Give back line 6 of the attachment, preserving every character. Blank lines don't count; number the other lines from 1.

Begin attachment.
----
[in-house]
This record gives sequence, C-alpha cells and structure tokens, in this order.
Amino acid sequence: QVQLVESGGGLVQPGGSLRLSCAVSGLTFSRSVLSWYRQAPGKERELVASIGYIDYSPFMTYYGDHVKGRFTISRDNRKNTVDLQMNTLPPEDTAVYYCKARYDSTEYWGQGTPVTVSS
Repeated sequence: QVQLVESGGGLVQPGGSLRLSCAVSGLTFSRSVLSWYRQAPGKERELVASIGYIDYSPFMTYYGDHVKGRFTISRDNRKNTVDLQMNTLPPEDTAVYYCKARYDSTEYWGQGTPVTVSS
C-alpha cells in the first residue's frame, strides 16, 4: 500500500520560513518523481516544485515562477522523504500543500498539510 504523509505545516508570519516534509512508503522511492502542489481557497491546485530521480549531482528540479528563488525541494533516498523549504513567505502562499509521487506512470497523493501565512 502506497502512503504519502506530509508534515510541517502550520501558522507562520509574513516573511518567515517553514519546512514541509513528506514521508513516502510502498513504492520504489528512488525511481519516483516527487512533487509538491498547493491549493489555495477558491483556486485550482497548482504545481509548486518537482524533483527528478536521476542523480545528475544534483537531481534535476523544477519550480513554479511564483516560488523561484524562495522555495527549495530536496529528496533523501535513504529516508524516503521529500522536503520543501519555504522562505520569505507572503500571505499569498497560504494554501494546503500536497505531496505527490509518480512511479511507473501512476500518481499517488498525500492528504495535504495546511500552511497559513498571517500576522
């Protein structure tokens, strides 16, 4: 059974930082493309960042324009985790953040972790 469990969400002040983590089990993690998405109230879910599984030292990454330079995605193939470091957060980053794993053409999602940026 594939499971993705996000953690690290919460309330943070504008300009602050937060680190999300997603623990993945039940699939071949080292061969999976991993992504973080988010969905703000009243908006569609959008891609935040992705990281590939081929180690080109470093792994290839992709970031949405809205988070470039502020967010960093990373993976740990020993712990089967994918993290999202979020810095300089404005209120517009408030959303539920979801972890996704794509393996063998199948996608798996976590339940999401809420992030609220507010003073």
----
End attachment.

């Protein structure tokens, strides 16, 4: 059974930082493309960042324009985790953040972790 469990969400002040983590089990993690998405109230879910599984030292990454330079995605193939470091957060980053794993053409999602940026 594939499971993705996000953690690290919460309330943070504008300009602050937060680190999300997603623990993945039940699939071949080292061969999976991993992504973080988010969905703000009243908006569609959008891609935040992705990281590939081929180690080109470093792994290839992709970031949405809205988070470039502020967010960093990373993976740990020993712990089967994918993290999202979020810095300089404005209120517009408030959303539920979801972890996704794509393996063998199948996608798996976590339940999401809420992030609220507010003073």